Sheep and other livestock are the source of New Zealand’s biggest greenhouse gas problem. (Photo: Kurt Weyerhauser)
In order to meet its Kyoto Protocol obligations, New Zealand must find a way to limit greenhouse gases from its biggest contributors - sheep and cattle. Mark Aspin of the Pastoral Greenhouse Gas Research Consortium is developing livestock that produce less methane. Host Bruce Gellerman talks with Aspin about New Zealand's environmental challenge, given its 40 million greenhouse-gassy sheep.
GELLERMAN: It’s Living on Earth, I’m Bruce Gellerman.
Global warming skeptics argue that people aren't to blame for causing climate change and maybe they have something: sheep, cows, and farmed deer are also doing their part to warm up the planet. It seems the animals emit two of the most powerful greenhouse gases. And in a place like New Zealand, where they raise 40 million sheep, 10 million cows, and a million deer, developing less gassy farm animals is a national priority. There are 25 full-time researchers working at the Pastoral Greenhouse Gas Research Consortium in Wellington. Mark Aspin manages the project. Welcome to Living on Earth.
ASPIN: It’s nice to be here.
GELLERMAN: Mr. Aspin, I understand you grew up on a farm. Is that right?
ASPIN: Yes, I have, yup.
GELLERMAN: So you were very familiar with this problem for a long time.
ASPIN: Well, I was in farming, dairy farming and sheep farming for some years, but I didn’t realize we were producing methane and nitrous oxide, which are greenhouse gases. So I’m familiar with farming livestock, yes. And ruminant animals which sheep, cattle, and deer are when they digest forage in their first stomach, the rumen, have a bi-product of methane, one of the major greenhouse gases. And also, the urine and dung that’s excreted out the other end can lead to nitrous oxide, which is also a greenhouse gas.
GELLERMAN: Forgive me if this is not a polite question, I’m not sure how to ask it, but is the problem belching or is it flatulence?
ASPIN: It’s belching. What actually happens is in the fore-stomach of a ruminant animal there’s a big bag where you’ve got lots of microbes. And the animals graze and eat their forage, chew it, and inside that first stomach there’s basically a big fermentation occurring breaking down all the plant material so that the animal can get the nutrients from it.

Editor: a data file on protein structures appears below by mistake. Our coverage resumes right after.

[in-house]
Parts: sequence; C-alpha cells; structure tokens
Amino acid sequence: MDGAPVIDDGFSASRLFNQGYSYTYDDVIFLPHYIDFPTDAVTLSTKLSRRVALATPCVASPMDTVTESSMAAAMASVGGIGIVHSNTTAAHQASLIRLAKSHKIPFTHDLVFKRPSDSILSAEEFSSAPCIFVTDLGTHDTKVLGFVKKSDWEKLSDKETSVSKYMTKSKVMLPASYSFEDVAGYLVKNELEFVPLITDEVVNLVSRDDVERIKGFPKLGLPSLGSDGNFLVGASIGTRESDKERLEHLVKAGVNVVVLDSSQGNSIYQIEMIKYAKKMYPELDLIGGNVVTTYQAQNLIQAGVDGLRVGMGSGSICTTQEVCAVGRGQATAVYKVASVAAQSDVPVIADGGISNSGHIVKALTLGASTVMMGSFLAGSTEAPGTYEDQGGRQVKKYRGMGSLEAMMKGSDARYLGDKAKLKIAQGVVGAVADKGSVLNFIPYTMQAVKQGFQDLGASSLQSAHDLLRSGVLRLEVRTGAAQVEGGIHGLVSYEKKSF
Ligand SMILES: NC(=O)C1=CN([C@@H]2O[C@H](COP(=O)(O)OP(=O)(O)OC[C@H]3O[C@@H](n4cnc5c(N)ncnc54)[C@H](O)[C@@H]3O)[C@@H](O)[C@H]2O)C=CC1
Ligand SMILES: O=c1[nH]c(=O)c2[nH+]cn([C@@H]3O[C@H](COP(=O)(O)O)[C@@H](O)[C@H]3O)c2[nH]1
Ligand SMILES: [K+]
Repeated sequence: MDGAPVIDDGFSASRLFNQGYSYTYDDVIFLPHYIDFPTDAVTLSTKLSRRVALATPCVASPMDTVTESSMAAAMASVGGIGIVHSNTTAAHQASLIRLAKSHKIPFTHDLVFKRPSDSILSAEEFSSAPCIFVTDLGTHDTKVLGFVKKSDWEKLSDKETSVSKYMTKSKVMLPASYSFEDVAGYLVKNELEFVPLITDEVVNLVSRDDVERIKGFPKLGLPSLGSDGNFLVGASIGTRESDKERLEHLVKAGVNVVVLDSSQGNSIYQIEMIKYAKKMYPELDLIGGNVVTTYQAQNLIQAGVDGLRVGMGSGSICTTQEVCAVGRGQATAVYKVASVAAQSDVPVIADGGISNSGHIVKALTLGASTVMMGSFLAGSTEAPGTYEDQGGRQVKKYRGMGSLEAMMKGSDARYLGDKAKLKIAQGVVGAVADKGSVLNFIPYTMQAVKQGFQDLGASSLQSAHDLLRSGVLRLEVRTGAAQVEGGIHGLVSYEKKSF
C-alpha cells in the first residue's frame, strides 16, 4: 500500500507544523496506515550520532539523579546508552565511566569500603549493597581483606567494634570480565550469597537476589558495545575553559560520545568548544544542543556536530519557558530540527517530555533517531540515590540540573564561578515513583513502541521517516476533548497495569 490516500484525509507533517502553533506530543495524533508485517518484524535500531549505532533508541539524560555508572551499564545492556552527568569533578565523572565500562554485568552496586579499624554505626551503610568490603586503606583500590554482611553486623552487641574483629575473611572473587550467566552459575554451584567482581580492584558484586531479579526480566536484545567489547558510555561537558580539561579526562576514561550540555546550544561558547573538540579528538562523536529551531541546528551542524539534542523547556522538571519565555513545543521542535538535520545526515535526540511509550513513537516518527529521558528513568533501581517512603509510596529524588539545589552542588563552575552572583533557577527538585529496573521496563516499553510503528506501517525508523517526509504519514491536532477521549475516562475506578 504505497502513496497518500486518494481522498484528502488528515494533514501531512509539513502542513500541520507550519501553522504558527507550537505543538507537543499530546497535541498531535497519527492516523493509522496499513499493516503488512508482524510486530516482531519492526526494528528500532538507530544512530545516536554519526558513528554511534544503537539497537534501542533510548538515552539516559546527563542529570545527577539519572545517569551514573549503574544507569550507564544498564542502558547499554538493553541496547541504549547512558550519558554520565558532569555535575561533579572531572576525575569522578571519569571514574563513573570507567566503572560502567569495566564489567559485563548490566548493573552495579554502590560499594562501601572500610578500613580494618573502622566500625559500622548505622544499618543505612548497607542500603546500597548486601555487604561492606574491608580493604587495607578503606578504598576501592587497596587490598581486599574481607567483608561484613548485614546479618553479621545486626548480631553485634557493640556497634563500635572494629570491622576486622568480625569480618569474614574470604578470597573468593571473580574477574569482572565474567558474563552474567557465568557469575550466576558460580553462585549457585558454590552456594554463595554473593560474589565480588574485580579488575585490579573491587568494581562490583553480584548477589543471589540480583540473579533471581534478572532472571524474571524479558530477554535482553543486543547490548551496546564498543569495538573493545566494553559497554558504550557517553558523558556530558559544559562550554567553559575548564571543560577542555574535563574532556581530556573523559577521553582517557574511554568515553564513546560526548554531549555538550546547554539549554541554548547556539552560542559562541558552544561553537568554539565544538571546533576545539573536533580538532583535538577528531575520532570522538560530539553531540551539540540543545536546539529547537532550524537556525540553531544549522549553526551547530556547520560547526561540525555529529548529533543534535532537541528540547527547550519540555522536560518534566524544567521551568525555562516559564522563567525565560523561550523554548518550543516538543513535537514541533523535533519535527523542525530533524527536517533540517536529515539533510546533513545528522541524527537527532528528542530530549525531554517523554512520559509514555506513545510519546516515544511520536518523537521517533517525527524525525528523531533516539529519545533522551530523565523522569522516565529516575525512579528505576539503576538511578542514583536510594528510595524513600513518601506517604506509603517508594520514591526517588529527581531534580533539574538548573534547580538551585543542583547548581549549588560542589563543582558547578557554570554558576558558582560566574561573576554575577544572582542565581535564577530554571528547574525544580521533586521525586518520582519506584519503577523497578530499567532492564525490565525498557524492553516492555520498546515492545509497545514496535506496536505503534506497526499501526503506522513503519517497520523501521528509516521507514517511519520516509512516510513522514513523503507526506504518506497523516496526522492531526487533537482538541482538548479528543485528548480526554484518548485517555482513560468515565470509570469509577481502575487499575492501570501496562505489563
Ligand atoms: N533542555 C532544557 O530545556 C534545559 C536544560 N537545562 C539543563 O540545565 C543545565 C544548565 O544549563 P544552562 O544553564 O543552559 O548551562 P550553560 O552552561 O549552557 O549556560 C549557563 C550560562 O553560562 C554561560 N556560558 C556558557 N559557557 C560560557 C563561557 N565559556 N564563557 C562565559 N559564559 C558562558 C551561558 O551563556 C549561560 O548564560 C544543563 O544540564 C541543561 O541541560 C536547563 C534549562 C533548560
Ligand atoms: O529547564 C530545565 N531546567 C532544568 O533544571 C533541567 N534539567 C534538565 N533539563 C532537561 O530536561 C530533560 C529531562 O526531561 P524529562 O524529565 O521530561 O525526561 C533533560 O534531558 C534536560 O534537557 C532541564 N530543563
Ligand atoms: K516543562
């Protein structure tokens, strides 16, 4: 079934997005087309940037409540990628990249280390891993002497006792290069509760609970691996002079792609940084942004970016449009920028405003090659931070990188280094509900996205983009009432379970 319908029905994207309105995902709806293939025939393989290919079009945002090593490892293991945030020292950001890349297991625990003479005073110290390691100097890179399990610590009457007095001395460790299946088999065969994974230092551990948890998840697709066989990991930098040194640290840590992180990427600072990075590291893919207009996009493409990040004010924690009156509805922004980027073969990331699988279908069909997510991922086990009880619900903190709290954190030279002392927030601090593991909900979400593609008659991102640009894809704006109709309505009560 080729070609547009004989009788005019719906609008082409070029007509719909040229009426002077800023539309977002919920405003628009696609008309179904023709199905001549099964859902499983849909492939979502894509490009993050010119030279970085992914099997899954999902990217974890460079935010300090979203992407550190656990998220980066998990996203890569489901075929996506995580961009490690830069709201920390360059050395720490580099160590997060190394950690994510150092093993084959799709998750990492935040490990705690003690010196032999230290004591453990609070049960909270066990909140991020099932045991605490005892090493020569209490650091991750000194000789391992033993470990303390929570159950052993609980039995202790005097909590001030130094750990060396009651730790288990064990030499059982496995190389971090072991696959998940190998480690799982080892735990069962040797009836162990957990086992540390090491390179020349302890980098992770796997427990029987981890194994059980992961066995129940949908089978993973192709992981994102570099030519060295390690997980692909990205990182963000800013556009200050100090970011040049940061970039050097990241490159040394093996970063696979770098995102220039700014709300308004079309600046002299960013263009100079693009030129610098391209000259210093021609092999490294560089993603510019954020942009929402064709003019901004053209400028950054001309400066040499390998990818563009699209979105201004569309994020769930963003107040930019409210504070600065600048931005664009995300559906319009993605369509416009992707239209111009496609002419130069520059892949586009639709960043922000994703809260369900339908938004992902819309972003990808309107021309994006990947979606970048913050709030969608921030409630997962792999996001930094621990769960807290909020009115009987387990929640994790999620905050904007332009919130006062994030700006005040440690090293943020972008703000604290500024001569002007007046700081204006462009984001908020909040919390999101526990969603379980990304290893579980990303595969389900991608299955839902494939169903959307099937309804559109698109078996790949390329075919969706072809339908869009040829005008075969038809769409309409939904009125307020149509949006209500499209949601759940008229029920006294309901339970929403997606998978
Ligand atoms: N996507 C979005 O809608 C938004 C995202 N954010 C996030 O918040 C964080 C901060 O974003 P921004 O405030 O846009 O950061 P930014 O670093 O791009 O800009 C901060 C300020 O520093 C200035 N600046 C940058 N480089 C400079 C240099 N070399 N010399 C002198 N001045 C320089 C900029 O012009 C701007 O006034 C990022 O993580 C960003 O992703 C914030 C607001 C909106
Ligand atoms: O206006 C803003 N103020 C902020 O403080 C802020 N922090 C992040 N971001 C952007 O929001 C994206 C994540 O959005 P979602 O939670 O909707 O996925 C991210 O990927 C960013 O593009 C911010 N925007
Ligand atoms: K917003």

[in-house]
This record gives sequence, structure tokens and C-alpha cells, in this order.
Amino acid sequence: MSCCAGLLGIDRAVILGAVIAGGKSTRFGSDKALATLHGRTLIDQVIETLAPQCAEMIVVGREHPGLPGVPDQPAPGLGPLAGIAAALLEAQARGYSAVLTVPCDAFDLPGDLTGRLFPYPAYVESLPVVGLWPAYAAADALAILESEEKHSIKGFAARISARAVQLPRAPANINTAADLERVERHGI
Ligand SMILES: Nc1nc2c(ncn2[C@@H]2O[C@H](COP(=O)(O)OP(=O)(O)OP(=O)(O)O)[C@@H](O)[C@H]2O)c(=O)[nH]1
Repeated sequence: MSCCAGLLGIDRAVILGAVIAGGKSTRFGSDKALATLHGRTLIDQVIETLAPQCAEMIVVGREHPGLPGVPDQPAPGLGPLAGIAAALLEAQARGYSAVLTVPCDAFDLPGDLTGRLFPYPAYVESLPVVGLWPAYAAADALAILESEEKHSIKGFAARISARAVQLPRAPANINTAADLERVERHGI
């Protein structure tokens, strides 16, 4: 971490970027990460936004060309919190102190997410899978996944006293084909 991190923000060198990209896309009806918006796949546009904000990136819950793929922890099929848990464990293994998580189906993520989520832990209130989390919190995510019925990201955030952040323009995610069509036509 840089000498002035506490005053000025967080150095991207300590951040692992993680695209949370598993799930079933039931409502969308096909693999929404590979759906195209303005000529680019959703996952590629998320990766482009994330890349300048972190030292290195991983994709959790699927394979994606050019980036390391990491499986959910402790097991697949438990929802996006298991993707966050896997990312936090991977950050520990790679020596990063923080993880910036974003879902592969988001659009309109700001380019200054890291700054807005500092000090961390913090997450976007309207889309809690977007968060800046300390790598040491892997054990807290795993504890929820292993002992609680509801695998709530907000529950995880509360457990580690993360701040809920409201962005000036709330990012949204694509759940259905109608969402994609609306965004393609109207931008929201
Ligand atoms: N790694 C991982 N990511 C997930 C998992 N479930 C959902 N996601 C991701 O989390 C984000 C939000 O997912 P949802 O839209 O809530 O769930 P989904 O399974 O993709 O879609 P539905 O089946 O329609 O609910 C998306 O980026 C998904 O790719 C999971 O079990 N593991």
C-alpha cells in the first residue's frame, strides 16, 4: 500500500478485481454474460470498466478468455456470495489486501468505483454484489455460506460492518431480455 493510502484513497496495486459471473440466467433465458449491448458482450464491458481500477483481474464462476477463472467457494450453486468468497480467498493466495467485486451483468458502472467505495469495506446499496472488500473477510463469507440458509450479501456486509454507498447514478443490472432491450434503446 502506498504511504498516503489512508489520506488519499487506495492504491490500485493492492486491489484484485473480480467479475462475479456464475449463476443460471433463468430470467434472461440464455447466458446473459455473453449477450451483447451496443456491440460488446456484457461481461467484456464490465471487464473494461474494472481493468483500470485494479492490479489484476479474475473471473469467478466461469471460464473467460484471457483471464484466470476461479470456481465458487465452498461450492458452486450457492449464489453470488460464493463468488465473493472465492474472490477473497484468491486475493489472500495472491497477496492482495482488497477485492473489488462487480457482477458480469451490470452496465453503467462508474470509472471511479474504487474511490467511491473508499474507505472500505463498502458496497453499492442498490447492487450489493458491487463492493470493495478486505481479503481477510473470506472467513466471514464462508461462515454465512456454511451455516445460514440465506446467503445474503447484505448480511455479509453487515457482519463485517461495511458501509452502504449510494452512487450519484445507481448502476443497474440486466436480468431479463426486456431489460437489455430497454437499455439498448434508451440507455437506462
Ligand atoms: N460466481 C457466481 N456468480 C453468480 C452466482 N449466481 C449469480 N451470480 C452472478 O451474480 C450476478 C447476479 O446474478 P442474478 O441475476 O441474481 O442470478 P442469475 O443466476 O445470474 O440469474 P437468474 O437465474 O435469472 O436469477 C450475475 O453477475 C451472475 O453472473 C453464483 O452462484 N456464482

GELLERMAN: I’m sure you’ve heard every joke there’s possibly could be made about this and, uh, but it’s –
ASPIN: No, I’ve never, you’ve never heard every joke. [LAUGHTER] I’ve heard plenty.
GELLERMAN: But this is a very real problem.
ASPIN: Well it’s a real problem and there’s a lot more cattle and sheep around the world than there is in New Zealand so it’s not just our problem it’s an international issue and you’ll find in most developing countries large numbers of livestock. Livestock account for about 14 percent of global greenhouse gas emissions so it’s not insignificant in numbers. Um, the issue for New Zealand is that we’ve got an economy strongly built around agriculture and that means that we have about 48 percent of our total greenhouse gas emissions come from agriculture, from methane and nitrous oxide. We’re unique as a developed country in that we’ve got such a strong profile for agricultural greenhouse gases as opposed to more developed, other developed countries that have a lot more coal and energy greenhouse gas emissions.
GELLERMAN: Now you’re under the gun because, you know, according to the Kyoto agreement you’ve got to reduce very significantly emissions by, what, 2012.
ASPIN: And now I’m talking to the U.S. Yes we’ve got to reduce our emissions back to 1990 levels so that for New Zealand is about a 20 to 25 percent reduction across our whole economy. And here we face a significant carbon cost in the future and that’s the reason that the country and the industry has engaged in research to try and see whether we can mitigate that problem and reduce that cost.
GELLERMAN: So where is the most fruitful part of your research taking you? Where do you think you can really make significant cuts?
GELLERMAN: What about cloning? I mean, we’ve cloned a sheep, Dolly the sheep. Could you clone a sheep that wouldn’t, well, fart?
ASPIN: Well, certainly that’s not an avenue that we’ve been looking at. We’re using traditional and natural methods of reproduction. We have been looking at animal selection to see whether we can find high and low emitting sheep or cattle and then perhaps if we can identify those animals and breed from them, that’s a long term solution that’s part of our approach to this issue as well.
GELLERMAN: Yeah, and Prime Minister Helen Clark has set as a national goal of New Zealand to become the world’s first carbon neutral country.
ASPIN: I wouldn’t want to comment on that. Yeah I actually she certainly has said that so here we’re pretty conscious about trying to be, do the right thing. We only account for .2 percent of the world’s greenhouse gases emissions. So we’re very small in the global scale but we’d like to believe that we can still be leaders and do the right thing.
GELLERMAN: Well Mr. Aspin I want to thank you very much. I really appreciate your time.
ASPIN: Ah you’re welcome and haere ra.
GELLERMAN: Hi dee grah?
ASPIN: Haere ra, it’s just farewell.
GELLERMAN: Well, haere ra, Mr. Aspin.
ASPIN: That’s alright.
GELLERMAN: Mark Aspin manages the Pastoral Greenhouse Gas Research Consortium in Wellington New Zealand, which is trying to cap global warming coming from sheep, cows, and deer.
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